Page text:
My favorite “getting started” strategy right now is to begin piling up points with the Barclaycard Arrival World Mastercard. It’s super simple to redeem the points — just reimburse yourself for travel purchases. The up-front bonus is healthy – you get $440 in free travel after spending $1,000.
Aside from that, make a determination about which programs best suit you. If you fly Southwest Airlines often, search out some ways to pile up Southwest Rapid Rewards. If you love staying in Starwood Hotels, get the Starwood card. It offers enough bonus points to stay as many as eight nights in Category 2 hotels after meeting the minimum spending requirement.
4. Know How to Value Them
This the most challenging part. Travel points are currency, and, as such, their value is variable. The most confusing element is the concept of “miles.” They’re referred to as such because, historically, airline miles have been accrued on a “miles-flown” basis. But, with most programs, redemption has little to do with distance flown.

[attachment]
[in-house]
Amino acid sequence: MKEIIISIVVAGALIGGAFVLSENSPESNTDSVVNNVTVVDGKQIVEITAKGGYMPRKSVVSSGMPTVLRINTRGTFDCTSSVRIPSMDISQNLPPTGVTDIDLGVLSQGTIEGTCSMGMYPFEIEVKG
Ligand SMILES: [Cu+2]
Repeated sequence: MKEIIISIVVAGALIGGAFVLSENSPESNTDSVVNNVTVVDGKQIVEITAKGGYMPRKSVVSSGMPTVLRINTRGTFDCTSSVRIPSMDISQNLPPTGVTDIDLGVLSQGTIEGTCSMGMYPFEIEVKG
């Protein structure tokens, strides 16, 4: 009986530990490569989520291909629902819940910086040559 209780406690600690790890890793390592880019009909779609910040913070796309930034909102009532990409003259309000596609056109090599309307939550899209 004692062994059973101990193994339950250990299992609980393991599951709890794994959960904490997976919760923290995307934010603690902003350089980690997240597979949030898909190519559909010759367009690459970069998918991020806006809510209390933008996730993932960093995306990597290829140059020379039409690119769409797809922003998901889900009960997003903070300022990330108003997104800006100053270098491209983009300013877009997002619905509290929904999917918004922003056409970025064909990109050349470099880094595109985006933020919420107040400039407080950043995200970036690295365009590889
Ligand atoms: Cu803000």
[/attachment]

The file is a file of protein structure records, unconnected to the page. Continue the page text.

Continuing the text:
Here’s how redemption breaks out for most airlines. (Because I always think in terms of maximum value, the figures below are for the lowest possible redemption for each program. You can pay much more in points than this, but these are baseline figures for the lowest amount you can get away with.)
- Domestic flights on major carriers typically cost 25,000 points. The exceptions are Southwest, whose redemption is directly relative to the cost of the flight (70 Rapid Reward points per dollar on Wanna-get-away fares), and British Airways, which does consider the length of your flight in valuing redemption (making it an incredibly cheap way to book short flights).